Getting my Research into Print
7th October 2019
This post comes from Simon Carpenter, who completed an MA by Research in History at the University of Gloucestershire in 2018.
On the face of it, trying to interest journals in the life and work of a late nineteenth century provincial cathedral organist would appear to be an uphill task. But when I first approached the University of Gloucestershire with the idea of researching the career of Herbert Brewer, I was convinced that I had found a fresh angle that would generate significant interest. Brewer was the Gloucester Cathedral organist between 1896 and 1928, and as was typical of the time, he had a number of ‘articled’ pupils. These were aspiring professional musicians who undertook to be trained by an established and qualified professional on a one to one basis. The difference with Brewer, however, was that three of his pupils were some of the 20th century’s cultural icons: Ivor Gurney, Herbert Howells and Ivor Novello. The focus of my MA thesis was to examine Brewer’s relationship with them – from his perspective. This had never been done before (I had checked!).
That leads me to my first piece of advice about getting research into print. Have a total belief that what you are researching is fresh, exciting and worth learning about. If you believe in something yourself, as you research you will find people with a similar passion, including editors of journals.
As soon as I started my MA by Research at the University I was on the lookout for likely publishing outlets (my second piece of advice). My first thought was the Journal of the Royal Historical Society, but I was never convinced that that was going to happen. However, through using the archive of the Royal College of Organists, they approached me to write for their journal. That was the breakthrough. Then a chance Twitter conversation with one of the soloists of a concert I was singing in led me to find out that she was the newsletter editor of the British Association of Local History (BALH), and that she would be interested in an item on Brewer in their newsletter. This led to the two other commissions I have so far received. The editor of the BALH Journal (peer reviewed) then got in touch and asked if I would like to write for him. Furthermore, the editor of the Ivor Gurney Society saw the BALH newsletter item and asked if I would do the same for their journal.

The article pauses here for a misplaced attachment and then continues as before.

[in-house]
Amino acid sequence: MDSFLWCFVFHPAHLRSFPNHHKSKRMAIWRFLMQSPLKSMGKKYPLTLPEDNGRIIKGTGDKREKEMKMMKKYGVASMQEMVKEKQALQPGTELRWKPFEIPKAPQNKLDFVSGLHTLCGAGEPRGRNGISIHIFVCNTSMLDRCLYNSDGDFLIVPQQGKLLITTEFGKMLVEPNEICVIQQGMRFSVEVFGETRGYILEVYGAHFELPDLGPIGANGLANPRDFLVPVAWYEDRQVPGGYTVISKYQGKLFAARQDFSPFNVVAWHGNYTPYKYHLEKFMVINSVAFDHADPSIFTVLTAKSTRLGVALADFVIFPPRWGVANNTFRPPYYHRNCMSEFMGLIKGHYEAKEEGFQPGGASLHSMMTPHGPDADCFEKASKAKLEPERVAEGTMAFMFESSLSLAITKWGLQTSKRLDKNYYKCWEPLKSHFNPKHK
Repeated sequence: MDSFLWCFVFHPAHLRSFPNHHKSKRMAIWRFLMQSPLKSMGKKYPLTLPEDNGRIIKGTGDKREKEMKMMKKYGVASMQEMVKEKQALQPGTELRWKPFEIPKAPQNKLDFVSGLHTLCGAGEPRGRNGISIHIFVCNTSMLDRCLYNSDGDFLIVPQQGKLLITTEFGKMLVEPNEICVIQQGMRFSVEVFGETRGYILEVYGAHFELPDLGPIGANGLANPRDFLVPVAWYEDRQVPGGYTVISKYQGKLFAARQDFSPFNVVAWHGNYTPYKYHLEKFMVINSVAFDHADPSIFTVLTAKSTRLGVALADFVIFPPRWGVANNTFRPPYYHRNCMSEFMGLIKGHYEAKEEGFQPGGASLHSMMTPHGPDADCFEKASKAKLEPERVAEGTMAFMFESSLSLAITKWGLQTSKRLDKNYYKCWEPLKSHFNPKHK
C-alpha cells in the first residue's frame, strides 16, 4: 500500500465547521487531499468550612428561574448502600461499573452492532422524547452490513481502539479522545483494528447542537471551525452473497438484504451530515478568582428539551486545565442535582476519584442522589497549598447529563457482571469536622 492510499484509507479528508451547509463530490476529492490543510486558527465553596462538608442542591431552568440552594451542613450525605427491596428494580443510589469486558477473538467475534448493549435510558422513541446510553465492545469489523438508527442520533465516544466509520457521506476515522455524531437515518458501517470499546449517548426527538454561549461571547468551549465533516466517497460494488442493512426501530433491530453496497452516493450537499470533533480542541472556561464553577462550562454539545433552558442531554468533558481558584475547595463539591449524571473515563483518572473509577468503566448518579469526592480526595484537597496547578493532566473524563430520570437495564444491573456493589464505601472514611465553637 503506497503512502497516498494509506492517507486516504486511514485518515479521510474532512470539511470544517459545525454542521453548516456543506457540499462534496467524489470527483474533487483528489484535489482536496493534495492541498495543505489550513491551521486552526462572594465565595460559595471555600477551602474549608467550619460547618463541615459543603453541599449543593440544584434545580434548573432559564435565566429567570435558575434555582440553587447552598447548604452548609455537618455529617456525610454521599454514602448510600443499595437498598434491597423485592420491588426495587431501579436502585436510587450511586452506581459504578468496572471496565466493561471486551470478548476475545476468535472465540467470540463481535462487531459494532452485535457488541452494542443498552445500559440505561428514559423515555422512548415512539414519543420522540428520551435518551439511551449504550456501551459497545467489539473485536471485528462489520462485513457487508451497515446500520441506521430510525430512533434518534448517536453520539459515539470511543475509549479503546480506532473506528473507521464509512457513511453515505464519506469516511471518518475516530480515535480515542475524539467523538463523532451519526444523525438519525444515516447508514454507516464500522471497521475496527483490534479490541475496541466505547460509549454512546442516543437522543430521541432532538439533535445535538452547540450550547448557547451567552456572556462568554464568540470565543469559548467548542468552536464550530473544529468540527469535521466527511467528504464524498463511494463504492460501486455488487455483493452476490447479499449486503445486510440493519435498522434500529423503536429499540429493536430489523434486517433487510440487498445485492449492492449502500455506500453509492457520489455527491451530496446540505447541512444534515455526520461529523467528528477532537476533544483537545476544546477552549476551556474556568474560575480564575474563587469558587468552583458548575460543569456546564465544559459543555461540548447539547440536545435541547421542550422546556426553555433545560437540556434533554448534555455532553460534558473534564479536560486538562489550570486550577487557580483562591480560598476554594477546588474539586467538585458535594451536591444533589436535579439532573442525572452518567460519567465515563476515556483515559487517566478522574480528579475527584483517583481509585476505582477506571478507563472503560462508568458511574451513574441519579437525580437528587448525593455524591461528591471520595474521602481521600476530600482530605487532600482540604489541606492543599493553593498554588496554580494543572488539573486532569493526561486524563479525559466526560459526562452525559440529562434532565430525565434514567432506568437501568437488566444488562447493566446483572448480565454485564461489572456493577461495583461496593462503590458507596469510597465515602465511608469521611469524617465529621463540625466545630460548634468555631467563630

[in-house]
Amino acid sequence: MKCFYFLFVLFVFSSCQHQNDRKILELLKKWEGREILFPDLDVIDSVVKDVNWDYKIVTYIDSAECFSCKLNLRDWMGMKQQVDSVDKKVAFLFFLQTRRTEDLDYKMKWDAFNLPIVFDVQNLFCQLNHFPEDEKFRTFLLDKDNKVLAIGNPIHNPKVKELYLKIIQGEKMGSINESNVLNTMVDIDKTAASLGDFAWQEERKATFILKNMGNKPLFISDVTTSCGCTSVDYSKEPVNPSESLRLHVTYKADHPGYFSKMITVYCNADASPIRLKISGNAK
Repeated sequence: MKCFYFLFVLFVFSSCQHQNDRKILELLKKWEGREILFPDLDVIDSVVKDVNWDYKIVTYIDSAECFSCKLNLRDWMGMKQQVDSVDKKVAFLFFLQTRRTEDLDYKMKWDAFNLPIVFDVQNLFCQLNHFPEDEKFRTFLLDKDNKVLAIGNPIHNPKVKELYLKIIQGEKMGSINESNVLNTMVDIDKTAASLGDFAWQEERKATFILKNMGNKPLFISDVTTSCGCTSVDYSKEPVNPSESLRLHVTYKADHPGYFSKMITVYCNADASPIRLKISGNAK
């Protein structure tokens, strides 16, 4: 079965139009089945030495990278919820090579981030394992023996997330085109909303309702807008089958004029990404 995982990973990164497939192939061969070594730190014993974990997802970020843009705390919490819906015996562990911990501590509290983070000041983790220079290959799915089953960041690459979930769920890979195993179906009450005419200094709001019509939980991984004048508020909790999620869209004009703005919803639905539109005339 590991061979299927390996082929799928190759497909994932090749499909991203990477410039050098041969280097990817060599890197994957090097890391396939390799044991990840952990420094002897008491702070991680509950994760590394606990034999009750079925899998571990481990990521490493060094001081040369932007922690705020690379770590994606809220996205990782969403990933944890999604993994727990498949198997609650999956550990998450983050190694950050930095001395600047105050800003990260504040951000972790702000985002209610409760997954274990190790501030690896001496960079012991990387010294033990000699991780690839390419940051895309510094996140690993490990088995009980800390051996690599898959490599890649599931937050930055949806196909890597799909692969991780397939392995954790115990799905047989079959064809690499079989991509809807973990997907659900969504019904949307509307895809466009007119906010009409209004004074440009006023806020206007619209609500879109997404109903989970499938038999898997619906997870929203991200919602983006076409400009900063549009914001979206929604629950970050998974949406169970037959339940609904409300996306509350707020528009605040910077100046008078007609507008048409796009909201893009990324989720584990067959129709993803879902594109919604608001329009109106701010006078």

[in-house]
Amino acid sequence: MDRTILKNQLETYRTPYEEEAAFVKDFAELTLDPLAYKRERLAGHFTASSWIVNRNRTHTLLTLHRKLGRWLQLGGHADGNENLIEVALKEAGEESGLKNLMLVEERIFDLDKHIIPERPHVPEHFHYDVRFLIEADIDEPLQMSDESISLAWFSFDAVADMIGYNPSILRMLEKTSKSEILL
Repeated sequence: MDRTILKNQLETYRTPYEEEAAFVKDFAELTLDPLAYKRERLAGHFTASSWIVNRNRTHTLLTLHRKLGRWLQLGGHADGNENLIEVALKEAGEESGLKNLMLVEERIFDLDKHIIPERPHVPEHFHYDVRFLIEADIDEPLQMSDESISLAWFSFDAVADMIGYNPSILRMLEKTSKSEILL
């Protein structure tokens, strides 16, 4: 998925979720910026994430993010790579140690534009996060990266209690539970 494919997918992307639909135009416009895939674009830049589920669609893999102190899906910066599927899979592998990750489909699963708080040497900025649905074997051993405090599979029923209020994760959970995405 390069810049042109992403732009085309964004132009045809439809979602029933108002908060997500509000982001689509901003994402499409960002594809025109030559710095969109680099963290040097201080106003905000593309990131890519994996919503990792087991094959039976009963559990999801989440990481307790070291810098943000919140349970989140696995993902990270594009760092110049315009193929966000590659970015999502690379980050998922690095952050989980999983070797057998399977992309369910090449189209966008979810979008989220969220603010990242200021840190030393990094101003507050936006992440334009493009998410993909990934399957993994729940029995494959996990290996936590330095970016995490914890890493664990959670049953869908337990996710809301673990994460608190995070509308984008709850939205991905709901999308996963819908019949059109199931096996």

And the story continues – with an article for Cotswold Life and a weekend of musical events at Gloucester Cathedral in the diary for next year, and a spot at the Gloucester History Festival in September 2020.